After reaching agreement with the Hotel Association of New York City, union leaders at the New York Hotel and Motel Trades Council presented a potential new contract agreement through 2024 to their 32,000 members on Tuesday, The New York Times reported.
The new deal, which leaders at the two organization hashed out last week, would offer a significant raise to workers of all types at the association’s 270 hotels over the ten-year life of the contract and codify the union’s commitment to building a $90 million health care center with office and retail space through its own pension funds at 620 Fulton Street in Brooklyn.
“This keeps our people very much in the middle class,” Peter Ward, president of the union, told the paper.
The association, who boasts 75,000 rooms citywide, is prospering as the city anticipates 55 million people will visit this year. In the last year alone, the city’s official tourism and marketing company estimates lodgers nested 30 million nights and filled the city’s hotels at an 87.8 percent rate while paying approximately $296 per night. While the deal is subject to the approval of the association’s board of directors, its spokeswoman praised the potential agreement.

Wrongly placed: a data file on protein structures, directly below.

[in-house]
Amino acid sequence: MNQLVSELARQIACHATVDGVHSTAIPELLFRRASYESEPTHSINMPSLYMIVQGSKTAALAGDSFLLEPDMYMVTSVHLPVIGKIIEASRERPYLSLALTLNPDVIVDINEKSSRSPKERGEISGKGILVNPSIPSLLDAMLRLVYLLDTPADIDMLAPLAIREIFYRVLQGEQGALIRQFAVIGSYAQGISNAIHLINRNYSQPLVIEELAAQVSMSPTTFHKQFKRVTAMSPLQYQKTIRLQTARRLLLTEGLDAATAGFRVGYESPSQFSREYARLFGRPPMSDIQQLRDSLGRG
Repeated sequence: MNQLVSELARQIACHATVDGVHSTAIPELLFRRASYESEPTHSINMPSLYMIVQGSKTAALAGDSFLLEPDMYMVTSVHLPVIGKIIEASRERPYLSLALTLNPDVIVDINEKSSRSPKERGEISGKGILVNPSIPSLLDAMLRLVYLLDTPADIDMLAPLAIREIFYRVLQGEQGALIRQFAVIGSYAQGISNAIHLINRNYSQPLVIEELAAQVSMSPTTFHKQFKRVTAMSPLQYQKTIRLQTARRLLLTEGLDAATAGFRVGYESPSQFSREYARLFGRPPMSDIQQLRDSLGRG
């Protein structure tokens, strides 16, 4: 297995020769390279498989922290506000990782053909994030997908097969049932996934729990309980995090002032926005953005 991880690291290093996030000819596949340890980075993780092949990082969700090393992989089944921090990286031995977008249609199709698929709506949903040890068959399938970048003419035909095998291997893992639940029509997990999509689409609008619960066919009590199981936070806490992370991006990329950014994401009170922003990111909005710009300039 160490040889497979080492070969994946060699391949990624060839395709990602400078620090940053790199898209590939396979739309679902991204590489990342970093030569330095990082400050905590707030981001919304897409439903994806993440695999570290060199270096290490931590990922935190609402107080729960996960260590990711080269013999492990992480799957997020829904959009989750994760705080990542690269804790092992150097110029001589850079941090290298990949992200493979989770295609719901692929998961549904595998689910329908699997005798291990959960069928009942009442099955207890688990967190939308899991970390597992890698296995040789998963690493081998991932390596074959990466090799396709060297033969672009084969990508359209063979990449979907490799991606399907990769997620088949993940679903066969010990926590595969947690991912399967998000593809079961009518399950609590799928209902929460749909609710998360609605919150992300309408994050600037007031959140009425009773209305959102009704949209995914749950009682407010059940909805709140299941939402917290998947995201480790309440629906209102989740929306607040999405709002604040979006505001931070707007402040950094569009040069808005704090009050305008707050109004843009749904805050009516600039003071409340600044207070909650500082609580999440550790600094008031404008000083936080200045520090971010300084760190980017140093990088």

“We are proud to report that this has been an extraordinary, collaborative process among all the stakeholders involved that allowed for creative solutions and a fair contract which reflects the value we place on our hotel workers,” said Lisa Linden, in a prepared statement.
Under the agreement, which also must be ratified by union members and given the go-ahead by the federal Department of Labor, housekeepers’ hourly wages would jump from $27.41 per hour to nearly $38 per hour while bellhops’ earnings would rise from $15.31 per hour to $23.05 per hour.
“This agreement gives more working men and women a path to the middle class,” said Mayor Bill de Blasio in a prepared statement for the Times story. “It’s good for New York City when labor and management can work together in mutual respect to achieve a fair and responsible outcome.”
The hotel workers union is said to be a significant player in the ongoing discussions over rezoning Midtown East.